Children are influenced by how mom and dad perceive each other as co-parents

The researchers found that, in a sample of low-income couples, children had better outcomes when both parents viewed their co-parenting relationship as highly positive and worse when both parents viewed their relationship as poor. However, child outcomes differed when couples viewed their co-parenting relationship as moderately good, but mothers and fathers viewed each other differently as co-parents, said the study’s lead author, Sarah Schoppe-Sullivan, professor of psychology at Ohio State. State University, and Chairman of the Board of the Council on the Contemporary Family.

The best outcomes for children were when both parents viewed their co-parenting relationship positively.
The best outcomes for children were when both parents viewed their co-parenting relationship positively.

“The best outcomes for children were when both parents viewed their co-parenting relationship positively. But children were almost as well adjusted when relationship quality was moderate and mothers were less positive about co-parenting than fathers,” Schoppe-Sullivan said. When fathers were less positive about co-parenting, child outcomes suffered, the study showed.

The study was recently published online in the journal Child Development. Previous studies have shown that parents with better co-parenting relationships are more effective because parents and their children are better adjusted – for example, they have fewer behavioral problems and better social relationships with others. But most previous research was conducted in middle-class white families and relied only on mothers’ perspectives on co-parenting relationships.

Participants in this new study were 2,915 low-income couples from seven US states who participated in the Supporting Healthy Marriages program. All couples had children under 5 years of age. Participants were asked about their co-parenting relationship with their partner – in other words, how they relate to each other as parents. “Co-parents with high-quality relationships provide each other with emotional support and back up each other’s parenting decisions,” Schoppe-Sullivan said.

Eighteen months after couples reported on their co-parenting relationship, they were asked to report on their child’s social competence and behavioral adjustment. Based on reports from mothers and fathers about their co-parenting relationships, the researchers identified four co-parenting groups. The largest – 43% of the sample – were parents who both viewed their co-parenting relationship as highly positive.

The next largest group (32%) were parents who both viewed their relationship moderately positively, but mothers were less positive about fathers’ co-parenting. “Their children were almost as well-adjusted as parents who were both positive about their co-parenting relationship,” Schoppe-Sullivan said. The fact that these two groups made up the majority of the sample was an important finding, Schoppe-Sullivan said.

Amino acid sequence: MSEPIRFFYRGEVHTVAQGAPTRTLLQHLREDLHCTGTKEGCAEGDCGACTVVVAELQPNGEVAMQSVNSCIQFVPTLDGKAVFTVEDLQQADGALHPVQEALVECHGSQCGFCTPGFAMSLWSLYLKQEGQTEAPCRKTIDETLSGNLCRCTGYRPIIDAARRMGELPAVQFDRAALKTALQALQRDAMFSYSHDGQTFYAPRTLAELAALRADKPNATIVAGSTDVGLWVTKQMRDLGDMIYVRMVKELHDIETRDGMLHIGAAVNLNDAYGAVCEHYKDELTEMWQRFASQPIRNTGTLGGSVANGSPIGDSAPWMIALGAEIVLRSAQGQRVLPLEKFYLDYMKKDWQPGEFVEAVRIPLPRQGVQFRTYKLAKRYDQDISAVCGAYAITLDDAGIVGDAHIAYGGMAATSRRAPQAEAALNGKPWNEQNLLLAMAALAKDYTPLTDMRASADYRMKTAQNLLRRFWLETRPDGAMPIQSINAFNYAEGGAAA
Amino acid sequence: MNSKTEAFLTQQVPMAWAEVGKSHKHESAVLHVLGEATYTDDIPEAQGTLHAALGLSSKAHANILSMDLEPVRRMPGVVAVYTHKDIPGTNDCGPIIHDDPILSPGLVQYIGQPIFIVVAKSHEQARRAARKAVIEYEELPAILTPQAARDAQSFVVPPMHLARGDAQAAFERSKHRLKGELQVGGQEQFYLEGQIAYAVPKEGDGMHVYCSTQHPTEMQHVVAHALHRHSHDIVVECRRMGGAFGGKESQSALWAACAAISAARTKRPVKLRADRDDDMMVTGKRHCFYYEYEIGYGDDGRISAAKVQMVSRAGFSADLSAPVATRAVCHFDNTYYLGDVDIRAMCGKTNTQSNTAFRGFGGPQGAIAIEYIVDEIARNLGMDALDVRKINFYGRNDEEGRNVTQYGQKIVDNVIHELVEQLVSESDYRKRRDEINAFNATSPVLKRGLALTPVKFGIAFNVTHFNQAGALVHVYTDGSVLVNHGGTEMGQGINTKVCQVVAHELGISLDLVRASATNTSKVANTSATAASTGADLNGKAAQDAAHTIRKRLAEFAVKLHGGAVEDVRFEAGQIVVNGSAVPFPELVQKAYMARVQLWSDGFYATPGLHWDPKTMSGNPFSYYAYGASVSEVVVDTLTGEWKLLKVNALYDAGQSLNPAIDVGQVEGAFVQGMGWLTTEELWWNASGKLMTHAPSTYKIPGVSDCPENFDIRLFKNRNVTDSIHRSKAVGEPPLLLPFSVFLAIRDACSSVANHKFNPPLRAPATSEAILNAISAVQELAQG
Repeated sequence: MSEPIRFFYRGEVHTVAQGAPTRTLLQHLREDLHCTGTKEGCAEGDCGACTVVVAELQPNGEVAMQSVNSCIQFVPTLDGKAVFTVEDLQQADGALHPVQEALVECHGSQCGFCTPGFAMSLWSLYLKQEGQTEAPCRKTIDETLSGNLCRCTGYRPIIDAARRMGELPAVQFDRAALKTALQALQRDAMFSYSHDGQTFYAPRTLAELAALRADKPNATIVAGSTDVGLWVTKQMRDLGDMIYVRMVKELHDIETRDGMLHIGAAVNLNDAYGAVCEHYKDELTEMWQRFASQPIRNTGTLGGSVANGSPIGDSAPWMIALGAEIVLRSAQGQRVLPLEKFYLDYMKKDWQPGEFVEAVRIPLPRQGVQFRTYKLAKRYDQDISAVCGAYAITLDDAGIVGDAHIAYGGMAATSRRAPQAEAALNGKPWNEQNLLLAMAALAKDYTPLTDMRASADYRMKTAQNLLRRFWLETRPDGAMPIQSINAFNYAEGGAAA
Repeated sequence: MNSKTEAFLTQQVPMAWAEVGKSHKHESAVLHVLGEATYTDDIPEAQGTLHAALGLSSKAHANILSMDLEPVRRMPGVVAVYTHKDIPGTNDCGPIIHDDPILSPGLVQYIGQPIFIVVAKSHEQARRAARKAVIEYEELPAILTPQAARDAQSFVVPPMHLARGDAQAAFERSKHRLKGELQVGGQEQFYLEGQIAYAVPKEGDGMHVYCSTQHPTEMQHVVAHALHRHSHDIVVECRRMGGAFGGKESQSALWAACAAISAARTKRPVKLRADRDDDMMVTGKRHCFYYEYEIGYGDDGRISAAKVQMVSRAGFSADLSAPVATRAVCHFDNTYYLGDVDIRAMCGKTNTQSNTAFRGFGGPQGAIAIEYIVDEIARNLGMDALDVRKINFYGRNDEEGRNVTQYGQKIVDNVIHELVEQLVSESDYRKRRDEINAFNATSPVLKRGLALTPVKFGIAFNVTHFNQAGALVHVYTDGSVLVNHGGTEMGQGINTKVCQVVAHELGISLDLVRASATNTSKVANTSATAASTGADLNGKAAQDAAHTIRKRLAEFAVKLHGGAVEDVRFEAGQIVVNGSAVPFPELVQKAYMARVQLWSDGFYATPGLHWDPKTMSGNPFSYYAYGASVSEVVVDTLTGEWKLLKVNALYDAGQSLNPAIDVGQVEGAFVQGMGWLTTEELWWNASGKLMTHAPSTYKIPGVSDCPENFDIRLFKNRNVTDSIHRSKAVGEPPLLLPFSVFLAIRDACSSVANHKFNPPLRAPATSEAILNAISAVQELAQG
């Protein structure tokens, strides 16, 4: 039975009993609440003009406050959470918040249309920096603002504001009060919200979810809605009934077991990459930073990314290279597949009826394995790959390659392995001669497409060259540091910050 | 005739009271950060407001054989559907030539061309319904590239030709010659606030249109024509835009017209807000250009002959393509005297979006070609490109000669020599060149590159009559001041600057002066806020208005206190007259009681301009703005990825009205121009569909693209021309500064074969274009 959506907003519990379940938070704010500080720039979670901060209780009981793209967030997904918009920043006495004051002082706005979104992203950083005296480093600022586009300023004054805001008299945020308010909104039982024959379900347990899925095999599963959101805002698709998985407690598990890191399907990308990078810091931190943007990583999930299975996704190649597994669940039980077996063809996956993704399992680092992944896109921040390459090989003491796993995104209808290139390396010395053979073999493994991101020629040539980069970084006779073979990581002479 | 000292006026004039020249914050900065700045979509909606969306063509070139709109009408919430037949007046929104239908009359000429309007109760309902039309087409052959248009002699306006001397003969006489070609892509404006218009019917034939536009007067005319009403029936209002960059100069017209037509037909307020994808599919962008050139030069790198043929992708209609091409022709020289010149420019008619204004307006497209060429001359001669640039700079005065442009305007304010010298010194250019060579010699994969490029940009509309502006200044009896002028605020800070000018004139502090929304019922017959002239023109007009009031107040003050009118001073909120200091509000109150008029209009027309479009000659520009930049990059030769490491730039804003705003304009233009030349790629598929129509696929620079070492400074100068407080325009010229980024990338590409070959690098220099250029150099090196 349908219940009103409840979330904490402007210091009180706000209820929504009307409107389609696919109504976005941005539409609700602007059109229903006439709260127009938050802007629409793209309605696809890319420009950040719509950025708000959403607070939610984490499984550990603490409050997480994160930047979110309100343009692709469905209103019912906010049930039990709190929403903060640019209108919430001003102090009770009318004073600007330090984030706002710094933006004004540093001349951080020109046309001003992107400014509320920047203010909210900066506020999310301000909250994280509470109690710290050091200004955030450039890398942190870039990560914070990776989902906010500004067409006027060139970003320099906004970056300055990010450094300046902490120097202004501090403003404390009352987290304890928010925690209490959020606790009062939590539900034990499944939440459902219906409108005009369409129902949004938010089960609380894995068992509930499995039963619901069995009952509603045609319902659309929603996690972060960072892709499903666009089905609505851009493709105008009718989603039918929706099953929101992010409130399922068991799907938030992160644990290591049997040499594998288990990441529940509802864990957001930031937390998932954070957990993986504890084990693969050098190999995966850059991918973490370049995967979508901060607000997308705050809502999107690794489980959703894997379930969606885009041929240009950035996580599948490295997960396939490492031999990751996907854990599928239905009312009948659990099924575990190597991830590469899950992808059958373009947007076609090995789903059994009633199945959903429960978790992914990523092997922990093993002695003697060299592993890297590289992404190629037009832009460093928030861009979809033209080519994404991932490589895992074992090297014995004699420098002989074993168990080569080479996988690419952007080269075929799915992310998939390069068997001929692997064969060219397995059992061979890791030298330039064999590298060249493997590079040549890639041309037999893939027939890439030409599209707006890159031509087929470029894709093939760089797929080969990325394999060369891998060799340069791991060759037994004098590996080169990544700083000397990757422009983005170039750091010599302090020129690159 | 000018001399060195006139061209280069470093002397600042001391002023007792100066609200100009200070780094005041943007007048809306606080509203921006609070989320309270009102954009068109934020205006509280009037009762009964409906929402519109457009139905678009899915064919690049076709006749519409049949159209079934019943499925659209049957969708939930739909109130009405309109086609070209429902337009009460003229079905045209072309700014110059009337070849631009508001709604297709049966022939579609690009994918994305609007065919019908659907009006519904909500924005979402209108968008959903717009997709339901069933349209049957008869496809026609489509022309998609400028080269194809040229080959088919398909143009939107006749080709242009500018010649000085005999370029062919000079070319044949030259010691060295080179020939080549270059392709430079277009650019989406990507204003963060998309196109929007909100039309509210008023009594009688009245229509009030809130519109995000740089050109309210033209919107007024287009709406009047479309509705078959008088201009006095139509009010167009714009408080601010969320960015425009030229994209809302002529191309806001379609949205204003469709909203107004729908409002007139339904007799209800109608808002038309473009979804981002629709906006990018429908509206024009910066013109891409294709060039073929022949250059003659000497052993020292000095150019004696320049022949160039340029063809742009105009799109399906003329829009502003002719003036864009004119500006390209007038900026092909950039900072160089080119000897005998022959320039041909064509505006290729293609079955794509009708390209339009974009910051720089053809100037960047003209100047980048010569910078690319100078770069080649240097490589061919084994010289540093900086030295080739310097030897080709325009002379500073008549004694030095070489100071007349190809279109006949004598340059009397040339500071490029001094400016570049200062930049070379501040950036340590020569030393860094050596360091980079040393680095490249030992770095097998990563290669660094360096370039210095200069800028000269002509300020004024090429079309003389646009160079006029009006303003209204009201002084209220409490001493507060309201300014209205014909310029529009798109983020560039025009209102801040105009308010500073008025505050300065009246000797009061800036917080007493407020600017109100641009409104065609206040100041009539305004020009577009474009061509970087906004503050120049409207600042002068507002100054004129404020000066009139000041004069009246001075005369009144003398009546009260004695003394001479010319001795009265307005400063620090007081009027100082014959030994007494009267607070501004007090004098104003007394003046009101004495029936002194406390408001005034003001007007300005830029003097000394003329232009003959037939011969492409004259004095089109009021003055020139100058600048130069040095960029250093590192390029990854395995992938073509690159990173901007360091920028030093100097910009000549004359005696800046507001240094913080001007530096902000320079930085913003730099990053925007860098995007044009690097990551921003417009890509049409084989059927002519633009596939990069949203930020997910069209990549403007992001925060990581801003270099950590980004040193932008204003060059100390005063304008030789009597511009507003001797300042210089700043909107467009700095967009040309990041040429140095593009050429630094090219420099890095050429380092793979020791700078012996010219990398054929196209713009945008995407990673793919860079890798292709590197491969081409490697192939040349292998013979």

“Low-income couples often face a variety of challenges that can make parenting more difficult than for middle-class couples, so it’s encouraging that three-quarters of them had co-parenting relationships that led to better outcomes for their children,” she said. The next largest group (16%) was those who reported a moderate-quality co-parenting relationship, but fathers were less positive than mothers. A fourth group (9%) consisted of couples reporting low quality co-parenting relationships with mothers particularly critical of fathers.

There were children in these two groups who were less well adjusted than children in the other groups. The study raises the question of why children are less well adjusted when fathers are less positive than mothers about their co-parenting relationship. The study’s data can’t answer that conclusively, Schoppe-Sullivan said. But the study showed that psychologically disturbed fathers were more likely to be in the “Father Less Positive” group than the other groups.

Victimized fathers may lead mothers to push them away from parenting duties, which may lead fathers to develop more psychological problems and be less happy about their co-parenting role. “This can lead to conflict between parents, more disagreement over parenting decisions, and less positive attachment between fathers and their children,” Schoppe-Sullivan said. “May play a role in their children’s poor adjustment.”

When moms are less positive than dads, it can make moms feel like parents aren’t contributing enough to parenting, she said. While it is normal for mothers to feel this way, it may not cause as much conflict between parents when fathers are less positive, so children may be relatively well-adjusted.

Overall, the results suggest that practitioners working with parents may want to pay particular attention when fathers are less positive than mothers about their co-parenting relationship, she said. The study’s co-authors, all from Ohio State, are: Jingyi Yang, a doctoral student in psychology; Junyoung Yang, doctoral student, and Minjung Kim, assistant professor, both in educational studies; and Yiran Zhang, doctoral student, and Susan Yoon, associate professor, both in social work.

This story is published from the Wire Agency feed without modification to the text. Only the headline has been changed.

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